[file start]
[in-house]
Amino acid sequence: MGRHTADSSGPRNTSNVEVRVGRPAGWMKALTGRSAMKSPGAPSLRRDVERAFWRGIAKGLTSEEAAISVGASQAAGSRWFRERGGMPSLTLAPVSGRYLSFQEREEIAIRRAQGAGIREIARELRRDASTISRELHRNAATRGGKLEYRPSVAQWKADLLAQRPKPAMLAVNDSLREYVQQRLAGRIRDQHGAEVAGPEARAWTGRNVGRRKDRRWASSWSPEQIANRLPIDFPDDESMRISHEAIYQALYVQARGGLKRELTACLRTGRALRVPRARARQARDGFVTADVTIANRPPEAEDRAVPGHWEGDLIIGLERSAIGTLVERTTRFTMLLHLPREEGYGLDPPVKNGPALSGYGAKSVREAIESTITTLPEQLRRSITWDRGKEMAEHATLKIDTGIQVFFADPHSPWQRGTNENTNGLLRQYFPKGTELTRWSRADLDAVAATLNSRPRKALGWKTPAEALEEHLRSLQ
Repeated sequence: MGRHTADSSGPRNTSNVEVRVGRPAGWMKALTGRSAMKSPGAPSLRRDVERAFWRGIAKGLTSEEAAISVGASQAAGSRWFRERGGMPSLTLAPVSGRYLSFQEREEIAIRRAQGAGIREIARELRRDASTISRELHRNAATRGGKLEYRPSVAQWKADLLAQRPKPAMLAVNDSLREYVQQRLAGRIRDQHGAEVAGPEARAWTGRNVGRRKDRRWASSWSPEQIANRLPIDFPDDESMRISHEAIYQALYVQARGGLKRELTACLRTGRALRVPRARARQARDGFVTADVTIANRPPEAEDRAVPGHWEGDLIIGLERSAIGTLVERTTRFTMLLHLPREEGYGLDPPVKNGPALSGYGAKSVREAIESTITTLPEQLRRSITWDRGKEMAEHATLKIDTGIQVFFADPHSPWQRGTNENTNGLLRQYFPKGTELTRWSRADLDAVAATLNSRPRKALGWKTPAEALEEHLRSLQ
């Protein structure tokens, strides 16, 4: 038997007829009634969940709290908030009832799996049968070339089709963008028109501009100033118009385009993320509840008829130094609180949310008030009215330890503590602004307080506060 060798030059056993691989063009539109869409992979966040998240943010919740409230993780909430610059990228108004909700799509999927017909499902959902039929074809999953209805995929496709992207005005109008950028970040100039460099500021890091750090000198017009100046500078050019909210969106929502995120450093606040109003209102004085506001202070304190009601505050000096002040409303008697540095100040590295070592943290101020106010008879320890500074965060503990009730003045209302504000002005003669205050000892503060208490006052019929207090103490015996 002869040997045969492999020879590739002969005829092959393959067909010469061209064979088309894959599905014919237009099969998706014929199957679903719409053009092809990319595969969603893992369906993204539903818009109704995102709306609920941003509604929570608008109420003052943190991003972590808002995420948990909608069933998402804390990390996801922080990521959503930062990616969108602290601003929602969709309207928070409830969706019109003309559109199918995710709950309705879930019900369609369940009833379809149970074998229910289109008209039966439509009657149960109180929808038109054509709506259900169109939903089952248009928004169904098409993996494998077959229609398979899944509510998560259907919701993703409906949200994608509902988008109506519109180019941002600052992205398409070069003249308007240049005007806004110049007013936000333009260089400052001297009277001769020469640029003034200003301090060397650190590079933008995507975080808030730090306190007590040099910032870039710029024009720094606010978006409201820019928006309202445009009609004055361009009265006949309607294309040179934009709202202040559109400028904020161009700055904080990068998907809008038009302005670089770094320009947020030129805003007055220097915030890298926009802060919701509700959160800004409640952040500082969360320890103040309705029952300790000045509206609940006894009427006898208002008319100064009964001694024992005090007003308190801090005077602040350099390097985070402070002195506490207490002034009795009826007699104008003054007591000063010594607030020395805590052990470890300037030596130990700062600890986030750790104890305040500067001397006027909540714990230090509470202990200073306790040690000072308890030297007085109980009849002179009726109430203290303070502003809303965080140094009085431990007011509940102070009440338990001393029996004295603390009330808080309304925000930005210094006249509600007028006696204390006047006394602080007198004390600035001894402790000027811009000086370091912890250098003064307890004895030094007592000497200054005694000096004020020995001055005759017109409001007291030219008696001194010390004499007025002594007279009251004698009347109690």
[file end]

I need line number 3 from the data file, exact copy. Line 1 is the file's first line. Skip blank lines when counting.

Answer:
Repeated sequence: MGRHTADSSGPRNTSNVEVRVGRPAGWMKALTGRSAMKSPGAPSLRRDVERAFWRGIAKGLTSEEAAISVGASQAAGSRWFRERGGMPSLTLAPVSGRYLSFQEREEIAIRRAQGAGIREIARELRRDASTISRELHRNAATRGGKLEYRPSVAQWKADLLAQRPKPAMLAVNDSLREYVQQRLAGRIRDQHGAEVAGPEARAWTGRNVGRRKDRRWASSWSPEQIANRLPIDFPDDESMRISHEAIYQALYVQARGGLKRELTACLRTGRALRVPRARARQARDGFVTADVTIANRPPEAEDRAVPGHWEGDLIIGLERSAIGTLVERTTRFTMLLHLPREEGYGLDPPVKNGPALSGYGAKSVREAIESTITTLPEQLRRSITWDRGKEMAEHATLKIDTGIQVFFADPHSPWQRGTNENTNGLLRQYFPKGTELTRWSRADLDAVAATLNSRPRKALGWKTPAEALEEHLRSLQ